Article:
Psalm 51:10-12: “Create in me a pure heart, O God, and renew a steadfast spirit within me. Do not cast me from your presence or take your Holy Spirit from me. Restore to me the joy of your salvation and grant me a willing spirit, to sustain me.
Psalm 51 is a famous Psalm. I have preached on it a number of times. Many praise and worship songs have been inspired from it. It is the Psalm of David where he comes to terms with the depths of the sin he has committed against God and against others. David honestly looks at the heart of his problem, his heart.
David, who had been nicknamed, “a man after God’s own heart,” recognized that somewhere along the road he had embraced a change of heart or compromised in his heart which led not only to outward actions against God and others, but it also resulted in a loss of joy. He wanted his joy back. Have you ever felt that way? That is where David was.
So, in this Psalm, after he confessed his sin, David not only asked for forgiveness, but for restoration and repair in his heart so that he wouldn’t continue to do the same things he had just asked forgiveness for. That’s true repentance. David didn’t just want forgiveness for what he had done. He also wanted to ensure he wouldn’t continue to sin. He knew his heart needed attention if he was going to regain the joy of his salvation and be able to sustain a right relationship with God.
Too often, people pray for a pure heart, for forgiveness, and they stop short of praying for part b, the willing heart, to keep them walking on the right path. A pure heart is the goal. Yes. God creates purity by imparting His holiness to us, however, that pure heart is maintained in part as a byproduct of a willing spirit. Only as we are submitted to God, only as we are “all in” for the things of God will we be sustained on our journey and have the joy that salvation is supposed to result in.
So what is a “willing spirit” or “willing heart?” Let me try to flesh it out for you this morning.
A willing heart is a growing heart. Some people get discouraged in their Christian walk because they conclude God is only after perfection. Therefore, because of regular failures they often feel defeated. Listen, perfection is the destination, but the journey is what is most important. In order to journey towards perfection, we must cultivate a teachable, open heart. Let God take care of the destination. Pay attention to the journey by being willing to grow in your faith and be submissive to the things God desires to teach you.
I received a Facebook note on Friday from a young man in our church that I found so refreshing. It read:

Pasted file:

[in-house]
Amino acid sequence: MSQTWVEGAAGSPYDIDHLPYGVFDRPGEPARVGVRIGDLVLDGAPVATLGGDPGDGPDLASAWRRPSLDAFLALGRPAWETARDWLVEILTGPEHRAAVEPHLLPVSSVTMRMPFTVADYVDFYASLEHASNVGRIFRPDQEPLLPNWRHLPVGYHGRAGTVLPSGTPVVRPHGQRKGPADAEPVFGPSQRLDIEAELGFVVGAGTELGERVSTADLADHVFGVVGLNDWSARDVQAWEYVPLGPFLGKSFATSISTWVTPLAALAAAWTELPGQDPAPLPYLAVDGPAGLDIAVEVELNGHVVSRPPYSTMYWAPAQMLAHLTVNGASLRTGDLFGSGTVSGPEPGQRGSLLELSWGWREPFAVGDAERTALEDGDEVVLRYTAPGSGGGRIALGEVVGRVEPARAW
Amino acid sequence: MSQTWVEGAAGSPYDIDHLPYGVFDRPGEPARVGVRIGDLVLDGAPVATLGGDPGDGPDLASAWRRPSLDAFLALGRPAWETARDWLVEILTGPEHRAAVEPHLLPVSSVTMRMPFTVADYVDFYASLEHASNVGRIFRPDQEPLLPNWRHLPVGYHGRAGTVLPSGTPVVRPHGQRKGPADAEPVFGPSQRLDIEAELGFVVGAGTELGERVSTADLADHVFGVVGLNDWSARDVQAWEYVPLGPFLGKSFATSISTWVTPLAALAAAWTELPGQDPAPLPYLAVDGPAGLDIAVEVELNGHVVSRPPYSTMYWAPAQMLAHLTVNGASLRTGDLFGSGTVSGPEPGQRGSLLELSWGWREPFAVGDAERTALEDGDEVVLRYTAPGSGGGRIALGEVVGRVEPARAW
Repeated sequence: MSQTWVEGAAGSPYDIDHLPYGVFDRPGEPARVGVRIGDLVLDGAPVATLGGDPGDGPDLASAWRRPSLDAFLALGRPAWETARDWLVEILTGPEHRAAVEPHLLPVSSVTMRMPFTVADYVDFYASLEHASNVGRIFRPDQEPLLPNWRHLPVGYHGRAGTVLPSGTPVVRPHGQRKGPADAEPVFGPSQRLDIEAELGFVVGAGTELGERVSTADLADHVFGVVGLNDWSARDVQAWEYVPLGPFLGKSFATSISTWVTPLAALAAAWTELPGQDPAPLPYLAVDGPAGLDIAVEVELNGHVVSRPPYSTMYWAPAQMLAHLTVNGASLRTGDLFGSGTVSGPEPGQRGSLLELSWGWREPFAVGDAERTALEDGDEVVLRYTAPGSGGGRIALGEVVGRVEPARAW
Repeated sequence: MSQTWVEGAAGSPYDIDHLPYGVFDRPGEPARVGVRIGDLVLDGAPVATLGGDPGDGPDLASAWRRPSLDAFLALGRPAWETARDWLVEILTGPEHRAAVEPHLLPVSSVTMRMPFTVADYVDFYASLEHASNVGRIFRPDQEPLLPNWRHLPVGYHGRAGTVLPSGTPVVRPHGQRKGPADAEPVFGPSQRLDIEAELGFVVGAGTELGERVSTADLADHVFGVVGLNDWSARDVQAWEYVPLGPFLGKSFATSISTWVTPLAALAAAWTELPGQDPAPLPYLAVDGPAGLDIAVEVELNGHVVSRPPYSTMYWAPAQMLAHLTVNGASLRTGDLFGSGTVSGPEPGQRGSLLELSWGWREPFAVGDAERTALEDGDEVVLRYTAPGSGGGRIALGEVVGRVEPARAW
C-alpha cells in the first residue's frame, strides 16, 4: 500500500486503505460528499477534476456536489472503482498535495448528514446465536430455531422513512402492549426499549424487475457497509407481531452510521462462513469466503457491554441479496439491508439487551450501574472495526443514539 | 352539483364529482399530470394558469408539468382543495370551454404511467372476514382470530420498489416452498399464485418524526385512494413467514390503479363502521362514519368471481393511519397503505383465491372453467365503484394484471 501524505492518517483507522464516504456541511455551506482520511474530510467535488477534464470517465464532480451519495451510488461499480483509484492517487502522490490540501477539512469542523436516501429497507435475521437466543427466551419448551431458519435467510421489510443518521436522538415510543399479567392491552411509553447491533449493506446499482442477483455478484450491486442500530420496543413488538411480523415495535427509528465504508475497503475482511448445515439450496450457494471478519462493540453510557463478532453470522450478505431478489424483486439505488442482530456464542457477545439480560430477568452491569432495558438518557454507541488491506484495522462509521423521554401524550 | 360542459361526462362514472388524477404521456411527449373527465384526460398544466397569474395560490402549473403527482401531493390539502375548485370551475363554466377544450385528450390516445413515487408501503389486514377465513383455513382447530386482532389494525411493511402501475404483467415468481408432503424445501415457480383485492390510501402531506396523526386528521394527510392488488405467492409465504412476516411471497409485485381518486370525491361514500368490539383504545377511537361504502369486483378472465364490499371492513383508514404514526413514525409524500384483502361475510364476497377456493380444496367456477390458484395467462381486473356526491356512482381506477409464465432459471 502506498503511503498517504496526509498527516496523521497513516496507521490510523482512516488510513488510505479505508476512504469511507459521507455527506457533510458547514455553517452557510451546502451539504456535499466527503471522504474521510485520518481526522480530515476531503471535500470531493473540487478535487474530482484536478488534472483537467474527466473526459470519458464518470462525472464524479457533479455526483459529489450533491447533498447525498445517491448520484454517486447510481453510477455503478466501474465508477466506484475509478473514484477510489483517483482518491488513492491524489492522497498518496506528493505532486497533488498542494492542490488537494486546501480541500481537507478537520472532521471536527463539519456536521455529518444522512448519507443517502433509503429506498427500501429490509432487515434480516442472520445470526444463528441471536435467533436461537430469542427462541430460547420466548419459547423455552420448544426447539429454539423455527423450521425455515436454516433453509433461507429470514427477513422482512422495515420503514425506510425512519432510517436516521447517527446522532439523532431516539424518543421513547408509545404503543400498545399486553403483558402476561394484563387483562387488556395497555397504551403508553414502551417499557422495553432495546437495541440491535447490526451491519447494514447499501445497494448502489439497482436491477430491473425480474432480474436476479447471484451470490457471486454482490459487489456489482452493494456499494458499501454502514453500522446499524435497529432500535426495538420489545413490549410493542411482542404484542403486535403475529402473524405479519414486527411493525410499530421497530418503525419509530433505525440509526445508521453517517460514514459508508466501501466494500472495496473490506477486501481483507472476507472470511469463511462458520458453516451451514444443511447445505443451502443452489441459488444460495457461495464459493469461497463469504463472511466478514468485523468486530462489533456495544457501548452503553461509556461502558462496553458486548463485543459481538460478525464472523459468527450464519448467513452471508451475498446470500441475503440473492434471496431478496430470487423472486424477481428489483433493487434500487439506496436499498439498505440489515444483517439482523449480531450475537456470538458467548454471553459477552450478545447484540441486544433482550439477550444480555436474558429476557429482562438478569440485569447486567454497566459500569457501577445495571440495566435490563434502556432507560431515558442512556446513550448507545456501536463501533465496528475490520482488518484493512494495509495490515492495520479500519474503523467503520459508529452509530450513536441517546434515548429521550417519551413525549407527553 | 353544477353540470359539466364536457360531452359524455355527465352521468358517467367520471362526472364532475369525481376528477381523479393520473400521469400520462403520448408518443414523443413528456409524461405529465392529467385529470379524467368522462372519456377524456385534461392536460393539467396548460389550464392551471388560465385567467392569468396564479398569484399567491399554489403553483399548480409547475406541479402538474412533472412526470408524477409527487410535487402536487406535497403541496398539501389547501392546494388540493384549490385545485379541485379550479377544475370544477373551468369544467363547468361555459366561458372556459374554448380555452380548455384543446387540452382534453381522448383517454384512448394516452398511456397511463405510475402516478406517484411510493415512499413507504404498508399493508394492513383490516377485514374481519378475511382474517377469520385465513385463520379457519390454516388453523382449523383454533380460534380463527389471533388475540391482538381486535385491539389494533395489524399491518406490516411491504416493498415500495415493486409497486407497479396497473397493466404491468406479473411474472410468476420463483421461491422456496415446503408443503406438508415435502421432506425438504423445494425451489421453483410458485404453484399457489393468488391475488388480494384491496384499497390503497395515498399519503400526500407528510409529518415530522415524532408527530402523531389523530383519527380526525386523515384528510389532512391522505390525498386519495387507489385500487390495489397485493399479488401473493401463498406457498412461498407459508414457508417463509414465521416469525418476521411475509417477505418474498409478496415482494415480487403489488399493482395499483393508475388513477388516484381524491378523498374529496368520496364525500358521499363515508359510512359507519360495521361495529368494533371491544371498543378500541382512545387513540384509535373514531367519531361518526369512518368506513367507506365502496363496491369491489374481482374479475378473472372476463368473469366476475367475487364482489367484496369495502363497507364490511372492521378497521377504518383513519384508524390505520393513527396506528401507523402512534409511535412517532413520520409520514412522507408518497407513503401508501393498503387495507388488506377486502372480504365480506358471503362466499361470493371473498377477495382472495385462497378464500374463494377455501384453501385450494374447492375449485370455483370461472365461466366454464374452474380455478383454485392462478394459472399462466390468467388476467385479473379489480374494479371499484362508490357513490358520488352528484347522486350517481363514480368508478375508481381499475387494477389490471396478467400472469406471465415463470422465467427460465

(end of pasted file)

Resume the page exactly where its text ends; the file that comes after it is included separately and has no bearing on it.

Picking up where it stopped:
Dear friends and family, This is Orian. I want to thank everyone that gave me work last spring and this summer. I was able to pay for all my football equipment ($515.00). And I splurged a little by going to a few movies. Now that fall is coming I need to prepare for wrestling costs that start in November. I would also like to start saving for my car. My mom and step-dad said they will match me up to $1,500 towards my car. Again I am willing to do anything and willing to learn everything. Respectfully, Orian.
Wow! That is quite a statement from a 14 year old boy. There will be no limitation on what he can accomplish with that attitude.
I remember my high school voice teacher telling me when I was 15 that he felt I would be able to go far as a vocalist not because I had talent, but because I was coachable. I was teachable. How far we will go in our Christian walk doesn’t depend on how much we already know, but on how much more we are willing to learn.
David had a heart that was open to correction and teaching. It was demonstrated in his prayer in Psalm 139:23-24. “Search me, O God, and know my heart; test me and know my anxious thoughts. See if there is any offensive way in me, and lead me in the way everlasting.”
What an open prayer. David was saying, “God, there are things I don’t know even about myself. I need You to search me. I need You to reveal some things to me. Please teach me about myself.” He asked God to lead him in the way everlasting. People who are willing to be led are people who realize they don’t have all the answers, and that they haven’t fully arrived.
I find it interesting that this prayer in Psalm 139 comes after Psalm 51. It wasn’t until after his sin that David realized the importance of regularly being open for inspection by God, regularly desiring to be taught by God in order that he would have a pure heart and would avoid falling into sin. Psalm 51 was both a low point and a high point for David. He was brought to his knees because of his sin, but he recognized in that moment that only as he was willing to be led by God every day could he avoid the pitfalls of sin in the future.
In Psalm 86:11, also after his low and high point in 51, David prayed, “Teach me your way, O LORD, and I will walk in your truth; give me an undivided heart, that I may fear your name.”
Do you see the connection? David understood that having a willingness to be taught by God was tied to having a pure heart.
God can do great things in a marriage where people are willing to submit to His Lordship and let Him teach them and lead them. God can do great things with your career when you are willing to let Him lead you and show you how to do business. God can do great things with you as you plan out your life if you are willing to recognize Him as the Master Planner.
Proverbs 3:5-6 ought to be memorized by every person under the sound of my voice because following this prescription will keep you on the right path. It simply says, “Trust in the Lord with all your heart, and lean not on your own understanding. In all your ways, acknowledge Him, and He will direct your paths.”
There are many people who come to me for help from outside the church (and sometimes from inside the church). Often I am able to have more than one encounter with them. In those meetings, it often becomes clear that the people just want a minute of relief or a handout. They don’t want their path directed. They don’t want lasting change. They don’t want to be “told what they should do.” They don’t think they bear any responsibility for their situation. It’s always everyone else’s fault, and there comes a point when even though I want what is best for them, and I know God sent them to me, because they don’t have a teachable spirit, because they don’t want to learn what God has in store and walk in that way, I have to wish them well and let them know there is nothing more I can do for them.